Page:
I somehow lucked into the best possible way of stumbling onto the show Orphan Black. I had been watching some other show on BBC America and kept seeing previews for it, but never paid attention to what the show was actually about. When it did debut, I happened to be home on a Saturday night and turned it on because the name “Orphan Black” intrigued me. I had no idea that the show was about clones or that the lead actress would play multiple roles, but what was evident after one episode is that I instantly became a Tatiana Maslany fan. After two episodes, I was putting it as a priority in the DVR (even though I was planning on watching it live) and was telling my wife that she needed to add another TV show to her must watch list. The first season went through lots of twists and turns, mostly adding another character for Maslany to play. The first season sees the clone club (Sarah, Alison and Cosima) try to avoid another clone assassin (Helena) while being pursued by the corporation that’s been secretly monitoring them, headed by a self aware clone (Rachel). Also, ever character I just named is played by Maslany. And while playing that many characters is daunting enough, giving them their own distinctive quirks and mannerisms is completely another.
Sure, there’s distinctive writing between the characters and visual cues that have become trademarks of the characters (Sarah’s slacker motif, Cosima with the glasses and dreadlocks, etc), but it’s the personality that Maslany gives them that makes it outstanding to watch. If it isn’t evident in watching how awesome Maslany from clone to clone, then the moments when Maslany is playing one clone, acting as another clone are often mind-bending. Those moments are often like Russian nesting dolls, finding the sensibilities of one character she is playing, slightly, but not completely suppressed by the overarching character. It really is something that needs to be seen, rather than described, but it really does show how talented she is.
While it is nowhere near her only TV or Film credit (such as Tom’s brief love interest on Parks and Recreation), the Canadian born actress came to many fans consciousness because of the show she stars on (in about 4 different roles per show, at that). Fans often make conflate the character someone plays with the actor that plays them, but its possible that playing multiple characters in such distinctly different ways allows Maslany to be more of a blank slate as a personality. I mean, which clone would you project on to her anyway. Off the show (but often still in front of a camera) is where Maslany is beginning to grow her popularity. Celebrity and namely celebrity worship is a tricky prospect that one should probably veer away from. But the more people learn about Maslany and the more they hear her talk, the more in love with her they fall.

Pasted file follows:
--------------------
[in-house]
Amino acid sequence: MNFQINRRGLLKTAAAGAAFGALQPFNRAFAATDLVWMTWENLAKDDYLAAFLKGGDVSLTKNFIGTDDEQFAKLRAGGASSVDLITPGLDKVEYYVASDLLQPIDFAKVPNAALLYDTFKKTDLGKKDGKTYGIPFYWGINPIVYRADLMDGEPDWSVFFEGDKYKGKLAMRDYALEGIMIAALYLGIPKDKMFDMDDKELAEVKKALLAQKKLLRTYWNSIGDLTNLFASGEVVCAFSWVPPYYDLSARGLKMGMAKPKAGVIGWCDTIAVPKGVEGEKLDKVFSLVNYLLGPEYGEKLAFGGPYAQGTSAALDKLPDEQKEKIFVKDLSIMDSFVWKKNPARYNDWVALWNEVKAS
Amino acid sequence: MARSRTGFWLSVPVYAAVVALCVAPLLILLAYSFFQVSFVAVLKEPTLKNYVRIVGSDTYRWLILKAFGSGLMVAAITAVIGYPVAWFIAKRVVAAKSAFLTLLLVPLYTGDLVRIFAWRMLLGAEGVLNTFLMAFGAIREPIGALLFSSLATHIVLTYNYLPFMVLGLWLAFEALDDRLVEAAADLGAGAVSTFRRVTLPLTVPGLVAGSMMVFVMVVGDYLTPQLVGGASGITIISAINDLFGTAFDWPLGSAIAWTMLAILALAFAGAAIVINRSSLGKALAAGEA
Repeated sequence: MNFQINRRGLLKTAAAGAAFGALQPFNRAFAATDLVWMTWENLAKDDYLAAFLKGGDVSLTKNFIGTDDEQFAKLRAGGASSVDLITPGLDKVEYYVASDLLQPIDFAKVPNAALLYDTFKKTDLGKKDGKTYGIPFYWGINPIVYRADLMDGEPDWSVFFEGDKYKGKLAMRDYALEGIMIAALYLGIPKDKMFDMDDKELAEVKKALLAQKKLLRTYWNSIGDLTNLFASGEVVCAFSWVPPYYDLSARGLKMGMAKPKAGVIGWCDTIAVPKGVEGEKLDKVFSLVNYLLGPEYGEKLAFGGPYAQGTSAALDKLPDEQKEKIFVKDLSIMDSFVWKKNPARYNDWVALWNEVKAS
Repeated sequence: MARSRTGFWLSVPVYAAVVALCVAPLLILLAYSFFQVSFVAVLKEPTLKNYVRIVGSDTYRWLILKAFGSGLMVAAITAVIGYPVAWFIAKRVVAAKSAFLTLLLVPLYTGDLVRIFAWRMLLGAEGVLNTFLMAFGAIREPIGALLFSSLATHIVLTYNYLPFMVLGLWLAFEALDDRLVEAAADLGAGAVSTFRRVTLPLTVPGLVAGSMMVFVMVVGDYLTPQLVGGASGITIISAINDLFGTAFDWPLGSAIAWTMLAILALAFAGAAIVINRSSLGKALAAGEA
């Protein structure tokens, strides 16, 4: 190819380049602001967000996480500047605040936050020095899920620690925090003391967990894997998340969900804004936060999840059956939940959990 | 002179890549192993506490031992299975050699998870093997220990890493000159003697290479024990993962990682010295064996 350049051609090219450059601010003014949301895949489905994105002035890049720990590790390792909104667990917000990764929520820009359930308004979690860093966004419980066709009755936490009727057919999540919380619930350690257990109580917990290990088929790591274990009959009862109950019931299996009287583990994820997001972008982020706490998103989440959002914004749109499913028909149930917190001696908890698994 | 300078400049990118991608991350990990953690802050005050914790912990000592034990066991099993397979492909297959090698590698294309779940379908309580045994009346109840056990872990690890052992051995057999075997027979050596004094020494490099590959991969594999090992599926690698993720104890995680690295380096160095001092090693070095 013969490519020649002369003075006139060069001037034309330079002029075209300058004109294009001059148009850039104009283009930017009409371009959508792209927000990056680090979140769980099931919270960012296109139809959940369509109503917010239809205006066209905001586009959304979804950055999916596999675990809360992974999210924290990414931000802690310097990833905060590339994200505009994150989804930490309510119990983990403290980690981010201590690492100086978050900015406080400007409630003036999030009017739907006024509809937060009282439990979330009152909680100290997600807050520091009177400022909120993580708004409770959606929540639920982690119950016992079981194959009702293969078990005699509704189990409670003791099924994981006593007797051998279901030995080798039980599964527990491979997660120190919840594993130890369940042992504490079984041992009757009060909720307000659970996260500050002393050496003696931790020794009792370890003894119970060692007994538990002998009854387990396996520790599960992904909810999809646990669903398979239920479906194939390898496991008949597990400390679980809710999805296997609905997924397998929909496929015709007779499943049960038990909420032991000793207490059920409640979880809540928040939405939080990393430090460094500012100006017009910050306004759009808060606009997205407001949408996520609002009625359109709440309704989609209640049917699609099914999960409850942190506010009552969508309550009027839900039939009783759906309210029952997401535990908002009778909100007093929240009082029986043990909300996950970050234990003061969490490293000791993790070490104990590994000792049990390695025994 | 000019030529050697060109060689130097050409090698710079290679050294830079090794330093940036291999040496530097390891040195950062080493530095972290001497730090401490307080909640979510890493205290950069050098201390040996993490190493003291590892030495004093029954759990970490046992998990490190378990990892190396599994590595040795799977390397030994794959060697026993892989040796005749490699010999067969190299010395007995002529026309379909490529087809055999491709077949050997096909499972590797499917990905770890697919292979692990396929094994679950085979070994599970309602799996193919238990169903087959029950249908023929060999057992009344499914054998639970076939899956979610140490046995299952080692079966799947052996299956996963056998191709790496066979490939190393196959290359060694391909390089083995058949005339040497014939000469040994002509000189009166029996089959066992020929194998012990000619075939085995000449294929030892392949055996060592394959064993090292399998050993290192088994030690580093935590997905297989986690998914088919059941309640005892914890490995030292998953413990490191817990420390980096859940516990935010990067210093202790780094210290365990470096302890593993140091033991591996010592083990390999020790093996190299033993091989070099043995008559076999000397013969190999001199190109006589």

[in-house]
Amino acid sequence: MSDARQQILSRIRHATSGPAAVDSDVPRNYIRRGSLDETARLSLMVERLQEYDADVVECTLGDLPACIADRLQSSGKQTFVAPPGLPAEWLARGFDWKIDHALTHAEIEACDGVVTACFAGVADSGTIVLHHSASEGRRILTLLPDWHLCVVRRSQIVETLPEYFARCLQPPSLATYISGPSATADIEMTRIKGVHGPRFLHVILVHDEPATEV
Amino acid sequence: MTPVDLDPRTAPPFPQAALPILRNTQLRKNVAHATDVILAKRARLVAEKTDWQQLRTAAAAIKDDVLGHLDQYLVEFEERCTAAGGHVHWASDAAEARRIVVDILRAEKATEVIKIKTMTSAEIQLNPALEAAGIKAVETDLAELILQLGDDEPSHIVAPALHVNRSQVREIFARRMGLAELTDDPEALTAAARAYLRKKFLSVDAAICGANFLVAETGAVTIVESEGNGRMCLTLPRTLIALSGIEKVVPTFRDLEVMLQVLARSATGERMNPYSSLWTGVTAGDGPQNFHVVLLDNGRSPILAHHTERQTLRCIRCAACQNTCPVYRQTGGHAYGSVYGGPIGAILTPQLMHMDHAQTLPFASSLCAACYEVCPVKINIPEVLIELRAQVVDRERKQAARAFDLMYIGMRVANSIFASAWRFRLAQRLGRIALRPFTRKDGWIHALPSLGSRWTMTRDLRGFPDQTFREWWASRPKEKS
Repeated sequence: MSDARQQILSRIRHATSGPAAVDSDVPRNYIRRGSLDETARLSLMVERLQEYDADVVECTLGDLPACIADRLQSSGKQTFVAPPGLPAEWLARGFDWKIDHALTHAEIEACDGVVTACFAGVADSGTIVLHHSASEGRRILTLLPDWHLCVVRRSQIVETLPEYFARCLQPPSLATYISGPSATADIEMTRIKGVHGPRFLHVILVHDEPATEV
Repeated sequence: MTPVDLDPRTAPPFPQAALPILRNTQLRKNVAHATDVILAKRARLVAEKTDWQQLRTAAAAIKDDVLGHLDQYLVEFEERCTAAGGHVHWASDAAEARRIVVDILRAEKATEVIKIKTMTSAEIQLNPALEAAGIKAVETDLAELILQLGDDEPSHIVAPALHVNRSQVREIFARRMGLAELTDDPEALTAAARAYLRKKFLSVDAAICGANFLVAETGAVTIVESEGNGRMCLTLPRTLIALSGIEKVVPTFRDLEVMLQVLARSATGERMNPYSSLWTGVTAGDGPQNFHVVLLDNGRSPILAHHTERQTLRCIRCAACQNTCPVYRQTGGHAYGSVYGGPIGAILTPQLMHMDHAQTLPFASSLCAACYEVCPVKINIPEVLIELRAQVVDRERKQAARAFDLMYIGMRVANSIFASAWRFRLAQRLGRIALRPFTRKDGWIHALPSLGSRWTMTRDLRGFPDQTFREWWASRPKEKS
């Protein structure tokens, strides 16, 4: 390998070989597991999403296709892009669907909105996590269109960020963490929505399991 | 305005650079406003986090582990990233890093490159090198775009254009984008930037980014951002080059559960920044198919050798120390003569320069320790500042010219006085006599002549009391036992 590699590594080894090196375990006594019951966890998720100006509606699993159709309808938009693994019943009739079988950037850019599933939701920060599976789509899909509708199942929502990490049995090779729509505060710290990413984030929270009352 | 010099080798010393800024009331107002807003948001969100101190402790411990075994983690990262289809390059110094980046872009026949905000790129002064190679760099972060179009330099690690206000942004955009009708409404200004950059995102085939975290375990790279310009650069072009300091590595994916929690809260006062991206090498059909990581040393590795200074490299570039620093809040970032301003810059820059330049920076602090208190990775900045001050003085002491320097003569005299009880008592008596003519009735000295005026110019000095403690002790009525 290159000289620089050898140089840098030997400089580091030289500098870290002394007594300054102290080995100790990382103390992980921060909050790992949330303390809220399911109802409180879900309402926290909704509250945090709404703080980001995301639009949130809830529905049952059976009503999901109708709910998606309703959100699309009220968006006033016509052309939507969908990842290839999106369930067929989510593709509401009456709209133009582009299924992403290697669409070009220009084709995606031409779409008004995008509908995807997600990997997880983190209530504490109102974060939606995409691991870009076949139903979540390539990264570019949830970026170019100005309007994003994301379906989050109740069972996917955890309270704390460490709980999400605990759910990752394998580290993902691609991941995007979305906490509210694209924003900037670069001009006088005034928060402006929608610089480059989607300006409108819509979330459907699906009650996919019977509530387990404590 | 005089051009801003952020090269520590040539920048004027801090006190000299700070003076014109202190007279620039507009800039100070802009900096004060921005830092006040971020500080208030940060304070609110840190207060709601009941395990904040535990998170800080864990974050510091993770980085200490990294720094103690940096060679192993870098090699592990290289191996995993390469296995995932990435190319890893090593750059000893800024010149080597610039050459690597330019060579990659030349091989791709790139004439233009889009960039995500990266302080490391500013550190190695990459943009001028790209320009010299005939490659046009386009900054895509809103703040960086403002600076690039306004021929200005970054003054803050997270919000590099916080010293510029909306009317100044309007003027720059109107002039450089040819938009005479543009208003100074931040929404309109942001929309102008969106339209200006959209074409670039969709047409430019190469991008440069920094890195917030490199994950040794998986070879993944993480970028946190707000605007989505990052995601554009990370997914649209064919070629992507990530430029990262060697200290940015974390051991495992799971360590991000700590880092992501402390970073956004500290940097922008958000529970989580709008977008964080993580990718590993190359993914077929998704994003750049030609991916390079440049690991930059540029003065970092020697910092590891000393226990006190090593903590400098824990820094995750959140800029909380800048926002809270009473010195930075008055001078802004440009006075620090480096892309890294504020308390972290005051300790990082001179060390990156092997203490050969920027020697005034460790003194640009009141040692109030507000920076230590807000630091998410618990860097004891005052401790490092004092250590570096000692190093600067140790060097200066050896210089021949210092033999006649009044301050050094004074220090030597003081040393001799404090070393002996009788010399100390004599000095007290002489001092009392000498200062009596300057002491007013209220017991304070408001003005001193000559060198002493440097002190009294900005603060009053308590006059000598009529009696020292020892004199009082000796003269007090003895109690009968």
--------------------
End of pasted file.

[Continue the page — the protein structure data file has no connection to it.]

One video that has picked up quit a bit of steam is her video with GLAAD in which she answers why it’s important for her to be an ally to the LGBTQ community. One of the clones on the show, Cosima, is a super smart and laidback character who also is attracted to and dates women.
Throughout the show’s run, we have probably seen more of Cosima and how she navigates through relationships than any of the other clones, which speaks volumes about the showrunners’ and the actresses’refusal to shy away from how that manifests itself on screen. Maslany isn’t the first self-identified heterosexual performer to play a queer character on a show by a long shot, but her attentiveness to its significance and how it impacts her fans is a pretty cool sight.
It is becoming tradition to say that Tatiana Maslany got snubbed for the Emmy’s (hopefully we break tradition this year). And you are forgiven if you haven’t seen the show yet (it does come on Saturday night’s on BBC America). But you definitely should check it out as it’s third season winds down. Tatiana Maslany will, undoubtedly, blow all the way up soon. You might as well see the origins of her stardom.